If I had to pick out something negative (and I kind of feel that I should, just to make it clear that I am being entirely impartial) I would say that the practice sessions, which involved all competitors training together, had 30 riders queuing at once for 3 runs down the track. Has we been put into our groups for these sessions then they would have been rather more efficient. Of course this actually boils down to the fact that we spent some time sitting on our horses chatting to our friends rather than doing the same thing sitting around a table, so it’s not like it ruined the event!
A few points now to assist those who might be thinking of attended future events:
1. I would recommend the guesthouse over camping. There were a few issues with the showers for those who camped (i.e. they didn’t always produce water) and Hungary can veer alarmingly between roasting heat and torrential rain. A good solid roof and a nice shower are the way forward.
2. If you’re looking for things to train at, start with long shots forwards and backwards (the hail of arrows involves shots of 30-90m) and cross-country (this is the hardest Polish track I have ridden).
3. The organisers, as far as I am aware, picked most people up from the airport and drove them to and from the event (certainly I was given a lift back having arrived courtesy of a friend). This makes it a very easy event to get to.
4. If at all possible, take some fruit. This applied to both of my competitions in Hungary: there was a distinct goulashy theme to the food and while this is perfectly tasty and filling (and, like the whole event, free, so let’s not moan too much) I for one found myself desperate for some fresh fruit. The pineapple pizza at the airport felt like manna from heaven. I should add that while the food for the vegetarians (not me!) was a bit thin on the ground at the start, it looked pretty good by the end. I’d recommend telling the organisers before you travel if you are a vegetarian.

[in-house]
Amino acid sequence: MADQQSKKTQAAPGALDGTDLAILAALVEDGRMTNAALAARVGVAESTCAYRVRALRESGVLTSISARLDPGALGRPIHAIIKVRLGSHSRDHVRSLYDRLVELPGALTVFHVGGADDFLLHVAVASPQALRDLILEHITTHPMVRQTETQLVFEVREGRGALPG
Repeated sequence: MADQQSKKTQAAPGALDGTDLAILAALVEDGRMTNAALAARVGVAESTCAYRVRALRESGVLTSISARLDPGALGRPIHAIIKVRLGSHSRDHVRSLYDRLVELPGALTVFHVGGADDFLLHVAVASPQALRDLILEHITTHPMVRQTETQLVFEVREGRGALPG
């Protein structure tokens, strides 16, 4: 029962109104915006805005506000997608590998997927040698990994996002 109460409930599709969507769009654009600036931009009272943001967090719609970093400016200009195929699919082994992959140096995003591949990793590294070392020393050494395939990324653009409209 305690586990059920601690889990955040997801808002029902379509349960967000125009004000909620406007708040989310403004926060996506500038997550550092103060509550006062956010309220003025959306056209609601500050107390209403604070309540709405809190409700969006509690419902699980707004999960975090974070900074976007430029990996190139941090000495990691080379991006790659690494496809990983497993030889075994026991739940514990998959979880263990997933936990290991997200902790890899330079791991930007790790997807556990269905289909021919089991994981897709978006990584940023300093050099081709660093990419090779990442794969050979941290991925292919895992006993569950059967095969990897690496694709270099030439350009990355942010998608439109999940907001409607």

5. There is WiFi available. It’s only really in an area of a couple of square feet but this makes for a social area known as WiFi Corner. It’s also a godsend for those trying to upload a blog each day.
6. You will need some Hungarian forints (the currency). The drinks were decently priced (from memory, about 250 forints for a coke and maybe twice that for a beer) and it’s worth taking more so that you have the option of the restaurant if you want to try the very fine pork steak and fries as an alternative to the standard free food.
All in all, then, HUNOCHA was a superb free event with a variety of good events, fine competitors, reasonably priced drinks (including Coke for those of us so ill they had to get all their calories through drinking) and filling if plain food (again free: there’s a perfectly good and reasonably priced restaurant on site if you want something other than the standard fare). One to add to your list if you haven’t been.
I will simply finish by thanking the Way of the Archer school and all those involved in making this excellent competition a reality. To all my friends I say that it was good to see you (whether again or for the first time), thanks for the memories (after the last night, some of you may not have memories) and I look forward to seeing you again somewhere in the world.